Fat Mountain Queens
Our mother queens are chosen for winter-hardiness, mite resistance, frugality with honey stores, and responsiveness to nectar dearth. This means that they keep mite numbers low. We use a mid-winter application of Oxalic Acid vaporization if necessary. Colonies go into winter carrying modest numbers of bees, enough to keep warm, but not so many that excessive honey stores are needed. When a dearth occurs, the bees stop producing brood in response, and resume again when nectar is available. Our bees are gentle enough to work bare-handed, but aggressive enough that you want to wear a veil. We believe that slightly more aggressive bees survive mites better, but we don't tolerate bees that we dread working. Our bees live next to our happy pigs, and do not chase us out of our garden or apiary if we go to them without a veil.
Spring bee camp 2021
I'm offering two camps for beekeepers this spring. Why should kids have all the fun of camp? This is for adults. Intermediate bee camp-May 21st -26th. . This camp will be geared towards beekeepers with at least 3 years of experience who want to learn more about colony management for better honey production or for queens, several types of splits, grafting of queen cells, preparation of colonies, mating nucs, drone production, queen selection, marking queens, nuc production, etc, and everything else anyone wants to talk about regarding bees.
Beginning Beekeeping Classes, 2021
This class series will be taught by Tina Sebestyen, Master Beekeeper, frequent contributor to the American Bee Journal and Bee Culture, as well as some bee magazines over-seas. This class is an approved pre-requisite to the CSBA Master Beekeeper Certification Program. To be held at the La Plata County Fairgrounds, ext. building. There will be plenty of room for social distancing, or watch via Zoom. I'll have different types of hive bodies for you to examine. Pre-registration is required.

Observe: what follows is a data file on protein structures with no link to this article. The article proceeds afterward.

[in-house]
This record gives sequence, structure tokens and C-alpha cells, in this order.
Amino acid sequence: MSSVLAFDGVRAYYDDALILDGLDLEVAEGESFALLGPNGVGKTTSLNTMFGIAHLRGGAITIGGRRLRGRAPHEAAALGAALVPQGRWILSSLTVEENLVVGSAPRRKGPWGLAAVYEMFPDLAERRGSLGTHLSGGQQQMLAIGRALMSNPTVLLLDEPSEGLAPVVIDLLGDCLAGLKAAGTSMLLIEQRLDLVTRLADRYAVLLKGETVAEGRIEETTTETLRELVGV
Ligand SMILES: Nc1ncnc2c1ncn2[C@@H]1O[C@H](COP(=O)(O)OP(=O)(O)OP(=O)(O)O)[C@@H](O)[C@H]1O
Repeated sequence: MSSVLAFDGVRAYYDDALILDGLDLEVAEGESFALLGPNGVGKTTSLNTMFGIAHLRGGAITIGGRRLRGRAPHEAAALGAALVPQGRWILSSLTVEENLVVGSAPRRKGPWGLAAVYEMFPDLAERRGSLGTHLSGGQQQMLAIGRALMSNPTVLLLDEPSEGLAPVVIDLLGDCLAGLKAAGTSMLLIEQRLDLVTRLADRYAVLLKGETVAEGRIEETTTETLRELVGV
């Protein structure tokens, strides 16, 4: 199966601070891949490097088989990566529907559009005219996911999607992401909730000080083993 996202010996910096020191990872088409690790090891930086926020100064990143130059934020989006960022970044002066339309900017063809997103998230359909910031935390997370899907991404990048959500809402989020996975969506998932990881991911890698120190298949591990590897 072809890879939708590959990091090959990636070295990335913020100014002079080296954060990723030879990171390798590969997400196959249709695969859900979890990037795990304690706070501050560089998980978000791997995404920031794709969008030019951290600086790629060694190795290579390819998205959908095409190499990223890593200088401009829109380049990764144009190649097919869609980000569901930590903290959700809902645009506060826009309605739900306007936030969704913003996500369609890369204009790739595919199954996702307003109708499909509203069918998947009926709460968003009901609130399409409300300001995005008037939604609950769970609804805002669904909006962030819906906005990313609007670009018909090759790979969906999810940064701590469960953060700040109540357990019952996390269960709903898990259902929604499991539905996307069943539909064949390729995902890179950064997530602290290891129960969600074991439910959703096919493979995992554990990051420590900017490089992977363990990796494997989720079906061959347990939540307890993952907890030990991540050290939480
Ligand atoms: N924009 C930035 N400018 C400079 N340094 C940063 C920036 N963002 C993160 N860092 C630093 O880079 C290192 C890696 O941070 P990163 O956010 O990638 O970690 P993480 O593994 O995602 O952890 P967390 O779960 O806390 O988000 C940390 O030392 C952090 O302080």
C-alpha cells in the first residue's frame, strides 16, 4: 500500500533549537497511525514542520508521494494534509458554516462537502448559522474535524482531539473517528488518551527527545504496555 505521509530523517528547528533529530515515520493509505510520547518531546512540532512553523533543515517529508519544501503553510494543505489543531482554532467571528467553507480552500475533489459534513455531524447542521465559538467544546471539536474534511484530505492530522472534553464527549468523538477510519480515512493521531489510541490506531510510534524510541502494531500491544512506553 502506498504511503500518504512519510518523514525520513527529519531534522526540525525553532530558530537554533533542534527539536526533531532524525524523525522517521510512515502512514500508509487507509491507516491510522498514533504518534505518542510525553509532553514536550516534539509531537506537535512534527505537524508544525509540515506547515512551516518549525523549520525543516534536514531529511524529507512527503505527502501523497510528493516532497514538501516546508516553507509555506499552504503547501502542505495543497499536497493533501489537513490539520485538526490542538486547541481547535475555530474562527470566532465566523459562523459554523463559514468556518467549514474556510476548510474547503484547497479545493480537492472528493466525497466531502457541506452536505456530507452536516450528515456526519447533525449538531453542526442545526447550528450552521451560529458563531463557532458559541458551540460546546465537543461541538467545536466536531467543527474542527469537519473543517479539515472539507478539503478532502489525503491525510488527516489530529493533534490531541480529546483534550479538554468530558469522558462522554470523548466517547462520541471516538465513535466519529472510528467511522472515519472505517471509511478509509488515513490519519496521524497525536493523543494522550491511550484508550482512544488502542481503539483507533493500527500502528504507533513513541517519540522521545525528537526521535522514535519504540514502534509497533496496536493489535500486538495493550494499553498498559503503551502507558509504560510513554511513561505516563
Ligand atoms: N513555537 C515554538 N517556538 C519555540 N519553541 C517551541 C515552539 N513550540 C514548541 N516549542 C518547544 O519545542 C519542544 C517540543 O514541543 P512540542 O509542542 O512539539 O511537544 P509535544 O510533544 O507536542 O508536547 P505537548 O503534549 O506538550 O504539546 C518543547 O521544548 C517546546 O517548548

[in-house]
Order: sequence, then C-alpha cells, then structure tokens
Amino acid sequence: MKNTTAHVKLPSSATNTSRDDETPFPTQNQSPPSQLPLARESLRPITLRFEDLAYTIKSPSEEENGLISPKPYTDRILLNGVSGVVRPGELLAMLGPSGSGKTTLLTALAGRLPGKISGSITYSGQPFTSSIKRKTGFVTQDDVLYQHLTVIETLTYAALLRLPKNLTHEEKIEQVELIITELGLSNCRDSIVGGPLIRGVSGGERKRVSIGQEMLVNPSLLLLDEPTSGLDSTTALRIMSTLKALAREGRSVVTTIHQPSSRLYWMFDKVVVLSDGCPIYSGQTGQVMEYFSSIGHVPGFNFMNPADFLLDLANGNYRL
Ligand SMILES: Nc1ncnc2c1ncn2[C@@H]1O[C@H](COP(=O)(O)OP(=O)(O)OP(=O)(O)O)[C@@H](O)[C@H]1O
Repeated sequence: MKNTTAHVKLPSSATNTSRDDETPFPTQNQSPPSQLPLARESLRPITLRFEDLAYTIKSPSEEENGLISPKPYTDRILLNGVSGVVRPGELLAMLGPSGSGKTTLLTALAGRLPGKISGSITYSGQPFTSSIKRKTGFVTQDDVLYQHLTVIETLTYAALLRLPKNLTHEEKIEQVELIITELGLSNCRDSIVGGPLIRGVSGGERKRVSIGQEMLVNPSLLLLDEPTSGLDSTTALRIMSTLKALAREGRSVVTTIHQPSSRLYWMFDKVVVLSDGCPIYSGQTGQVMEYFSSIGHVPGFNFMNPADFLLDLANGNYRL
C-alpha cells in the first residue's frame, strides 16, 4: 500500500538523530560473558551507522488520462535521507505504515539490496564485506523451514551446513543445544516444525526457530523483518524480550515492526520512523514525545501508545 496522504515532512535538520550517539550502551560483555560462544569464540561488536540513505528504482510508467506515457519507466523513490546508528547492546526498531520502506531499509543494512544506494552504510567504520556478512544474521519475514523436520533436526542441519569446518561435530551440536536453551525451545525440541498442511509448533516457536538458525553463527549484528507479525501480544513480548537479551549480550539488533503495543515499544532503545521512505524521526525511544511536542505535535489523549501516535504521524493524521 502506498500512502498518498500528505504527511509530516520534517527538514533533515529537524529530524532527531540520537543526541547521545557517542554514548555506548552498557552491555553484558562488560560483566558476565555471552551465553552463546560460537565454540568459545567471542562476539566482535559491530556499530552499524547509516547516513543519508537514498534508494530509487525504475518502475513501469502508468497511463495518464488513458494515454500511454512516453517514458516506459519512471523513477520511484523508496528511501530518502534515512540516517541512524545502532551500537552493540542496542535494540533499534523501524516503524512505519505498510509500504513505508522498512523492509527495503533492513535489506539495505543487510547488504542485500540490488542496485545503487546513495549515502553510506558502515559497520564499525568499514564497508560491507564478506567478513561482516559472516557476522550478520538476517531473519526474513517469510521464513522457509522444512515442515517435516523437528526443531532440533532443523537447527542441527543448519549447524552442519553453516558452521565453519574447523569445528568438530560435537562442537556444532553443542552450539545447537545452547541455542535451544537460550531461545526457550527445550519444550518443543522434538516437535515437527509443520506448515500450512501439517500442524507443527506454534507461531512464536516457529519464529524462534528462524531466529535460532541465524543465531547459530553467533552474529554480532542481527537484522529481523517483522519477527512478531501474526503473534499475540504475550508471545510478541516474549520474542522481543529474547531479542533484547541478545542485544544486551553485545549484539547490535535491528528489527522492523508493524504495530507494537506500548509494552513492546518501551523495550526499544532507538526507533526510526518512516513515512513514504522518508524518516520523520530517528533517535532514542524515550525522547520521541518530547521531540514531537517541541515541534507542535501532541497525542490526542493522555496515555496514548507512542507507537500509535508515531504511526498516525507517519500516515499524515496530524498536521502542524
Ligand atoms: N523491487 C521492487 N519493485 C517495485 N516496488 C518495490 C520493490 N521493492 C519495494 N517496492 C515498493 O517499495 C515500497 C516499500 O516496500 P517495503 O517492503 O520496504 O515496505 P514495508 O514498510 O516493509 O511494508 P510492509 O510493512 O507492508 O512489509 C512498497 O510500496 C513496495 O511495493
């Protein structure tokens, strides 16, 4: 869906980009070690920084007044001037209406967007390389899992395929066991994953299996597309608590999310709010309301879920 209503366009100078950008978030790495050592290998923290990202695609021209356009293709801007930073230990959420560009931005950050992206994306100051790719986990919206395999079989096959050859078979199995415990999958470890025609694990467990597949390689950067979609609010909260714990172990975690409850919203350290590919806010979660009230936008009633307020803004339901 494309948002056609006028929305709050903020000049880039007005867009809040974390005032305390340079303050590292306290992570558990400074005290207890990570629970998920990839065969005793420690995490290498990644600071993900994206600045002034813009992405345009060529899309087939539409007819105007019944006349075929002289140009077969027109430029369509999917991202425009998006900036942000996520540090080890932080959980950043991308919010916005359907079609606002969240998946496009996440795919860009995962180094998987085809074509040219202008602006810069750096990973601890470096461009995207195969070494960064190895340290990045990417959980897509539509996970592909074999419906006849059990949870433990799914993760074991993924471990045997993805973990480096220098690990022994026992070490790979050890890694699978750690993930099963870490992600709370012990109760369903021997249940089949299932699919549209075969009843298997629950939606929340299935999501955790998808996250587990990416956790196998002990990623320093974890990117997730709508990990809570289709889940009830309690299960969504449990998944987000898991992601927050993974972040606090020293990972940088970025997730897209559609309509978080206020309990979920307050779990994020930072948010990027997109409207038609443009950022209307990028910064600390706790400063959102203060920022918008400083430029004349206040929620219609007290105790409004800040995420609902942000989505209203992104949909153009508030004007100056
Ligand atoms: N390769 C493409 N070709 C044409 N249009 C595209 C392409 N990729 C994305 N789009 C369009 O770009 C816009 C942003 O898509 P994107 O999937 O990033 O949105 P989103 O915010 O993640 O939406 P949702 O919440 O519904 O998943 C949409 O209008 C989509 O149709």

March 26th, and April 2nd, 5-9 PM.
Beginner bee camp June 11th-16th.
(Mini-camp June 12th and 13th $200) This will be geared towards beekeepers with at least one year of experience who want to learn more about the basics of beekeeping including: finding the queen, recognizing healthy and diseased brood, reading the brood comb, better inspections, handling the swarm impulse/splitting the easy way, moving colonies, IPM and monitoring for mites, and everything else we can think of to talk about and do in the bee yard.
Reservations will be limited by current Covid restrictions. Camping and outdoor facilities will be available here at the farm, or glamping and hotels are available in nearby Durango, Colorado. Breakfast and lunch will be provided, nightly fireside chats, walking in the woods, and all the bee talk you can handle. Register for either bee camp… $500, with a $100 deposit. Contact Tina at firstname.lastname@example.org